“Boys Get up. Benny’s Coming!”
The Battle of Cowpens. January 17, 1781. I think of this as the battle of the peavine because the field was full of the creeping peavines from old plowed gardens. But that chore had long since passed and the field was now a glorious pasture where cows roamed freely. Technically, it is referred to as the Battle of Cowpens.
The battle is remembered as a victory of the patriots because it was fought in a cow pasture between the infamous Colonel Banastre Tarleton and General Daniel Morgan.
Young Tarleton, only twenty six years of age, was both feared and hated by the rebels for his victory at the Waxhaws when it is said that he cut down the rebels while they were raising the white flag of surrender. The South Carolina militia companies were especially anxious for revenge and were assembling in the back country. Morgan had been positioned southwest of the Catawba River to cut supply lines and to hamper British operations.
The stage for the Battle of Cowpens was set when Tarleton’s scouts discovered the army of Morgan at Grindal Shoals on the Pacolet River. Despite heavy rains and flooded rivers, Tarleton gained ground as he drove his forces towards the flood-swollen Pacolet. And as the aggressive Tarleton grew nearer, Morgan retreated north to Burr’s Mill on Thicketty Creek.
On January 16, whenTarleton was reported to have crossed the Pacolet and was closer than expected, Morgan and his army made a hasty retreat, leaving their breakfast behind. Traveling west on the Green River Road , the flood-swollen Broad River was six miles to his back. Morgan decided to make a stand at the Cowpens, a well-known crossroads and pasturing ground where cattle and horses forage in spring time, eating the undergrowth of grass and peavines. The field itself was ideal for a European-style battle, being some 500 yards long and just as wide. Morgan spread the word to the militia to rendevous at Cowpens.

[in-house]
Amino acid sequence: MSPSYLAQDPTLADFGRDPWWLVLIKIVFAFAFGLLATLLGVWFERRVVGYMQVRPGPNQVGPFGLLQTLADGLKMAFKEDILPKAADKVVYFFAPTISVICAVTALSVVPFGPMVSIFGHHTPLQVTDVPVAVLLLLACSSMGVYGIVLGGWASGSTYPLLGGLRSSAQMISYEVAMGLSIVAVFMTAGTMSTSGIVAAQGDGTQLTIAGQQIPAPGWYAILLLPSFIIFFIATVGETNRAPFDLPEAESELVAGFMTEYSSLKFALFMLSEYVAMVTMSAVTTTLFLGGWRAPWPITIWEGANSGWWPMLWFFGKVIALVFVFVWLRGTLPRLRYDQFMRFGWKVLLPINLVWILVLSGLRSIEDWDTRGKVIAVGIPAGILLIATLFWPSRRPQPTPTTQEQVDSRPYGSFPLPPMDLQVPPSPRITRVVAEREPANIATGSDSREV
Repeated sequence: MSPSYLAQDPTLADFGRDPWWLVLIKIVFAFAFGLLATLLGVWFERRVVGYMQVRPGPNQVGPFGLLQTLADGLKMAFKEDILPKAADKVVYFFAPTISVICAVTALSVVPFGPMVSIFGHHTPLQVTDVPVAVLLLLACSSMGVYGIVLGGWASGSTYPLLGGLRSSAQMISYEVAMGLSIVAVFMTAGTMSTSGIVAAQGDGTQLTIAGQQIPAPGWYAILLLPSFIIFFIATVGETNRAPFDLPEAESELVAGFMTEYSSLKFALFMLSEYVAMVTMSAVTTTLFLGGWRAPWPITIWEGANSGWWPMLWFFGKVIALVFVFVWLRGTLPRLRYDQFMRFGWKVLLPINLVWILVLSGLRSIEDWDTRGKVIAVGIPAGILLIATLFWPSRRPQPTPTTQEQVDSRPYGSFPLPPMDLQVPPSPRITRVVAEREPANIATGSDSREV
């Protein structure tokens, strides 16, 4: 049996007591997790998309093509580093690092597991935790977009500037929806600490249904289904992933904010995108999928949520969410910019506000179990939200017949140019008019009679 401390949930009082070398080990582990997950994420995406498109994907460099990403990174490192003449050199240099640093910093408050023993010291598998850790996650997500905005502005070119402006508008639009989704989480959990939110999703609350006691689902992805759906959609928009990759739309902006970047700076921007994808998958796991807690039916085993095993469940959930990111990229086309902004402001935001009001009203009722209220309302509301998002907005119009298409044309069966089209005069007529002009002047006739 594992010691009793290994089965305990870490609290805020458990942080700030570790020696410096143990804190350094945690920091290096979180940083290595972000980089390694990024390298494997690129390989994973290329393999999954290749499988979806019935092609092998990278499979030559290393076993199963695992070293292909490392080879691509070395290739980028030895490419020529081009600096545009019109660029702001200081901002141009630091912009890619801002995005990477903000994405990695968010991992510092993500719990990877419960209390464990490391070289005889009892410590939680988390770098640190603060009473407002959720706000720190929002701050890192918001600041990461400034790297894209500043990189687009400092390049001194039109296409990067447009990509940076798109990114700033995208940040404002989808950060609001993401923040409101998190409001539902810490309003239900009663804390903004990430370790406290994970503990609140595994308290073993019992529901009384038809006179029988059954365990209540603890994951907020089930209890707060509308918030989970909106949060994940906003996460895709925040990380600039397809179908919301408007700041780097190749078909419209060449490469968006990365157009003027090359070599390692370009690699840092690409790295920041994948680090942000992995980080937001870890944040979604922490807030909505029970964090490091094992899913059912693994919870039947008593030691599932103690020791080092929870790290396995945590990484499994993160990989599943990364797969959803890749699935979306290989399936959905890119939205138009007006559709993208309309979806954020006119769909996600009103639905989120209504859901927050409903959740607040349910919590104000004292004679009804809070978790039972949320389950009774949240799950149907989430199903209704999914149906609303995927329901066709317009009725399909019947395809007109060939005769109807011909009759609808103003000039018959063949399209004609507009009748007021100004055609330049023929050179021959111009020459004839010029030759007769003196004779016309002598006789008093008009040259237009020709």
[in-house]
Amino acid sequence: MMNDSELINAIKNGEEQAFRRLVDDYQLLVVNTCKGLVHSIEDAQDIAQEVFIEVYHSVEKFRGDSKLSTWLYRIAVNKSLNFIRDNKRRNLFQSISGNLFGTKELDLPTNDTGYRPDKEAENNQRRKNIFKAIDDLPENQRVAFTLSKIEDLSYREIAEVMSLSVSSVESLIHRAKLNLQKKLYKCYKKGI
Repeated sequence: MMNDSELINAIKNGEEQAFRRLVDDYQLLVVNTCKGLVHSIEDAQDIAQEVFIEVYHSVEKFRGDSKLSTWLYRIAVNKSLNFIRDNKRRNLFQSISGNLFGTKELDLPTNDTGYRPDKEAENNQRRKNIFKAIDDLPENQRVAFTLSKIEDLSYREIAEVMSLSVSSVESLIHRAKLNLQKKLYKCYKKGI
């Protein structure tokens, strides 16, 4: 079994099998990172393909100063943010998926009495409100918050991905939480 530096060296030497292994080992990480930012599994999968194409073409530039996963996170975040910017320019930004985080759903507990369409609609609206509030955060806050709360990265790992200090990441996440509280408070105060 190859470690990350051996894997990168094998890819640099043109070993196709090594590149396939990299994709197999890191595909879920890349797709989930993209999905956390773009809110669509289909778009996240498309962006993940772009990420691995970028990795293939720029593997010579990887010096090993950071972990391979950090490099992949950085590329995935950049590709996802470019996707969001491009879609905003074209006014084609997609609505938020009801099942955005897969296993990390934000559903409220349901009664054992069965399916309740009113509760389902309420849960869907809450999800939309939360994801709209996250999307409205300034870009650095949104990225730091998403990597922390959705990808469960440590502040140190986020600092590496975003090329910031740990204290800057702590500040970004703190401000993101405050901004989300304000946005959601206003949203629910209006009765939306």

It was bitterly cold as the dawn arose over the field on January 17th. When word came that Tarleton was approaching, Morgan moved among his men, shouting “Boys, get up! Benny’s coming! “
Morgan instinctively knew that Tarleon would employ his favorite type of fighting by attacking head on and so he prepared his troops into three lines. Hiding behind trees were the sharpshooters. At the onset of battle they picked off numbers of Tarleton’s Dragoons, traditionally listed as fifteen, shooting especially at officers, and warding off an attempt to gain initial supremacy. With the Dragoons in retreat, and their initial part completed, the sharpshooters retreated 150 yards or more back to join the second line, the militia commanded by Andrew Pickens.
Morgan used the militia well, asking them to get off two volleys and promised their retreat to the third line made up of John Eager Howard’s Continentals, again close to 150 yards back. Some of the militia indeed got off two volleys as the British neared, but, as they retreated and reached the supposed safe ground behind the Continental line, Tarleton sent his Dragoons after them. However, as the militia dodged behind trees and parried saber slashes with their rifles, William Washington’s Patriot cavalry thundered onto the field of battle, seemingly, out of nowhere. The surprised British Dragoons were already scattered and sensing a rout, were overwhelmed. They fled the field where the infantry on both sides was firing volley after volley.
Meanwhile, the British advanced in a trot while beating drums, the shrill sounds of fifes and shouts of halloo. Morgan caused his men to give them the Indian halloo back and while leading the front, rallied the militia, crying out, “form, form, my brave fellows! Old Morgan was never beaten!”
Tarleton’s reserve unit of highlanders proceeded to charge the Continental line, but the wild wail of bagpipes added to the noise and confusion and the noise was misunderstood as a call to retreat. As other companies along the line followed the retreat, Morgan rode up to ask the commanding british officer if he were beaten. But the officer assured Morgan that they were instead retreating in an orderly fashion. Morgan then proceeded to order a firing in unison which took a heavy toll on the retreating british. Thus, the tide of battle was changed, and as the patriots reformed the miitia and cavalry and enveloped the British, the british infantry began surrendering.
Tarleton and some of his army continued fighting, but most of their soldiers broke rank and ran. Finally, Tarleton, himself, saw the futility of continued battle, and with a handful of his men, fled down the Green River Road.